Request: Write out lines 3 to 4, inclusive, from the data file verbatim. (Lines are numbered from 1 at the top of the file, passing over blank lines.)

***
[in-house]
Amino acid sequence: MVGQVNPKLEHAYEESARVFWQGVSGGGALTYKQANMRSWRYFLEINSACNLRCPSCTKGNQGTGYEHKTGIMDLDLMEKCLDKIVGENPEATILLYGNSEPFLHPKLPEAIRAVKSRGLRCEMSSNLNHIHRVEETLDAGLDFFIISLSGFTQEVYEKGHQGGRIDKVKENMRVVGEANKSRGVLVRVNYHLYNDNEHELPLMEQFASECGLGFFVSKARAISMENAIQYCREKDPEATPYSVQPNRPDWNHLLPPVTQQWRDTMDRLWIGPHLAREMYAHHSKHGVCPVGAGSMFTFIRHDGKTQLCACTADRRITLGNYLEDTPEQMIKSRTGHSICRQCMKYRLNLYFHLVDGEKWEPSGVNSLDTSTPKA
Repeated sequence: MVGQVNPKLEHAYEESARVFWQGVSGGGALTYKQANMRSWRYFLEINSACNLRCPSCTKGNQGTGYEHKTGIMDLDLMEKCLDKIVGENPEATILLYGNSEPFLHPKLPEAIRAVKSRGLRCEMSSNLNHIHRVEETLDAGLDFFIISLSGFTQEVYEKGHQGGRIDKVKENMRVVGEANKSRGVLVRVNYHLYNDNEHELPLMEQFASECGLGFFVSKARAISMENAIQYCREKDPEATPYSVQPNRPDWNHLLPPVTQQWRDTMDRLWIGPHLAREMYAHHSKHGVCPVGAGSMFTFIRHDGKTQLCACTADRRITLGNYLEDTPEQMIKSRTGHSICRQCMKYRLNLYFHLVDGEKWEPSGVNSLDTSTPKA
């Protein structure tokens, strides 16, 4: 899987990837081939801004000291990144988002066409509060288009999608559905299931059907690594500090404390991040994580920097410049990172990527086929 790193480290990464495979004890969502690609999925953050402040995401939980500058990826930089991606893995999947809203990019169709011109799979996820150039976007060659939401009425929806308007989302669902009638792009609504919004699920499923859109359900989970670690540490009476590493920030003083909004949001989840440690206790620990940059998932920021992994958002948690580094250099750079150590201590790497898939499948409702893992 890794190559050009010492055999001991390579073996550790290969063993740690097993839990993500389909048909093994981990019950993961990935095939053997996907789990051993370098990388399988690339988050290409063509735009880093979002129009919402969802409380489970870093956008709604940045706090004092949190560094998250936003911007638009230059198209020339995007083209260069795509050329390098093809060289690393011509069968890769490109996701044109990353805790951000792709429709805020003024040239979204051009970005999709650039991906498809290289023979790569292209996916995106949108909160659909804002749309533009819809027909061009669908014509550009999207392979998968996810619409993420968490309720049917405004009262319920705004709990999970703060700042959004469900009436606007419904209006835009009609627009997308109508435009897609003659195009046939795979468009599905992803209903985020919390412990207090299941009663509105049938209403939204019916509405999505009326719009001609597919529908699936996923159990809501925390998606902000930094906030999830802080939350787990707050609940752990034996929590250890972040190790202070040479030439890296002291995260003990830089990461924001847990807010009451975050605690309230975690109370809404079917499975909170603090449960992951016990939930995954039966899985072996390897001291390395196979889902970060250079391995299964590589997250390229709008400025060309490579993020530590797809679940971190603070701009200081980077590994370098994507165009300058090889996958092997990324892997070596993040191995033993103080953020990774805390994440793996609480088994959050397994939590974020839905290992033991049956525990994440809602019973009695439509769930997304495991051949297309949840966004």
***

Repeated sequence: MVGQVNPKLEHAYEESARVFWQGVSGGGALTYKQANMRSWRYFLEINSACNLRCPSCTKGNQGTGYEHKTGIMDLDLMEKCLDKIVGENPEATILLYGNSEPFLHPKLPEAIRAVKSRGLRCEMSSNLNHIHRVEETLDAGLDFFIISLSGFTQEVYEKGHQGGRIDKVKENMRVVGEANKSRGVLVRVNYHLYNDNEHELPLMEQFASECGLGFFVSKARAISMENAIQYCREKDPEATPYSVQPNRPDWNHLLPPVTQQWRDTMDRLWIGPHLAREMYAHHSKHGVCPVGAGSMFTFIRHDGKTQLCACTADRRITLGNYLEDTPEQMIKSRTGHSICRQCMKYRLNLYFHLVDGEKWEPSGVNSLDTSTPKA
């Protein structure tokens, strides 16, 4: 899987990837081939801004000291990144988002066409509060288009999608559905299931059907690594500090404390991040994580920097410049990172990527086929 790193480290990464495979004890969502690609999925953050402040995401939980500058990826930089991606893995999947809203990019169709011109799979996820150039976007060659939401009425929806308007989302669902009638792009609504919004699920499923859109359900989970670690540490009476590493920030003083909004949001989840440690206790620990940059998932920021992994958002948690580094250099750079150590201590790497898939499948409702893992 890794190559050009010492055999001991390579073996550790290969063993740690097993839990993500389909048909093994981990019950993961990935095939053997996907789990051993370098990388399988690339988050290409063509735009880093979002129009919402969802409380489970870093956008709604940045706090004092949190560094998250936003911007638009230059198209020339995007083209260069795509050329390098093809060289690393011509069968890769490109996701044109990353805790951000792709429709805020003024040239979204051009970005999709650039991906498809290289023979790569292209996916995106949108909160659909804002749309533009819809027909061009669908014509550009999207392979998968996810619409993420968490309720049917405004009262319920705004709990999970703060700042959004469900009436606007419904209006835009009609627009997308109508435009897609003659195009046939795979468009599905992803209903985020919390412990207090299941009663509105049938209403939204019916509405999505009326719009001609597919529908699936996923159990809501925390998606902000930094906030999830802080939350787990707050609940752990034996929590250890972040190790202070040479030439890296002291995260003990830089990461924001847990807010009451975050605690309230975690109370809404079917499975909170603090449960992951016990939930995954039966899985072996390897001291390395196979889902970060250079391995299964590589997250390229709008400025060309490579993020530590797809679940971190603070701009200081980077590994370098994507165009300058090889996958092997990324892997070596993040191995033993103080953020990774805390994440793996609480088994959050397994939590974020839905290992033991049956525990994440809602019973009695439509769930997304495991051949297309949840966004």